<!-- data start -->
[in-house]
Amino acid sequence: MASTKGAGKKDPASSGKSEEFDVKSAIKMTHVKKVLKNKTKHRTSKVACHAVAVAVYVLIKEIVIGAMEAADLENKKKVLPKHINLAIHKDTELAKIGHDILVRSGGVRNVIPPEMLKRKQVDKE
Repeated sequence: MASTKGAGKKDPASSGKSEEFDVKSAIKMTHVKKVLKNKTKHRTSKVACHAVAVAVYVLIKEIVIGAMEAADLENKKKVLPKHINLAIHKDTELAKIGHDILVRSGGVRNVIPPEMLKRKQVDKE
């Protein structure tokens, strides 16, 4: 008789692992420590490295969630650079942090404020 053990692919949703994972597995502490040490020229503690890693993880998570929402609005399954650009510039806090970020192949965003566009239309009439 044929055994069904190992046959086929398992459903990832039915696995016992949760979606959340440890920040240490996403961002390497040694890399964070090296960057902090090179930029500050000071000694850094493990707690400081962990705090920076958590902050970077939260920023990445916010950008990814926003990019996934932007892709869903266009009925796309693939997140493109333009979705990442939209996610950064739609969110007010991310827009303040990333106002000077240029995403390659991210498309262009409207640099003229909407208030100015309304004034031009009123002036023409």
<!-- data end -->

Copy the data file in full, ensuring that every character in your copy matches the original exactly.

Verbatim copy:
[in-house]
Amino acid sequence: MASTKGAGKKDPASSGKSEEFDVKSAIKMTHVKKVLKNKTKHRTSKVACHAVAVAVYVLIKEIVIGAMEAADLENKKKVLPKHINLAIHKDTELAKIGHDILVRSGGVRNVIPPEMLKRKQVDKE
Repeated sequence: MASTKGAGKKDPASSGKSEEFDVKSAIKMTHVKKVLKNKTKHRTSKVACHAVAVAVYVLIKEIVIGAMEAADLENKKKVLPKHINLAIHKDTELAKIGHDILVRSGGVRNVIPPEMLKRKQVDKE
């Protein structure tokens, strides 16, 4: 008789692992420590490295969630650079942090404020 053990692919949703994972597995502490040490020229503690890693993880998570929402609005399954650009510039806090970020192949965003566009239309009439 044929055994069904190992046959086929398992459903990832039915696995016992949760979606959340440890920040240490996403961002390497040694890399964070090296960057902090090179930029500050000071000694850094493990707690400081962990705090920076958590902050970077939260920023990445916010950008990814926003990019996934932007892709869903266009009925796309693939997140493109333009979705990442939209996610950064739609969110007010991310827009303040990333106002000077240029995403390659991210498309262009409207640099003229909407208030100015309304004034031009009123002036023409």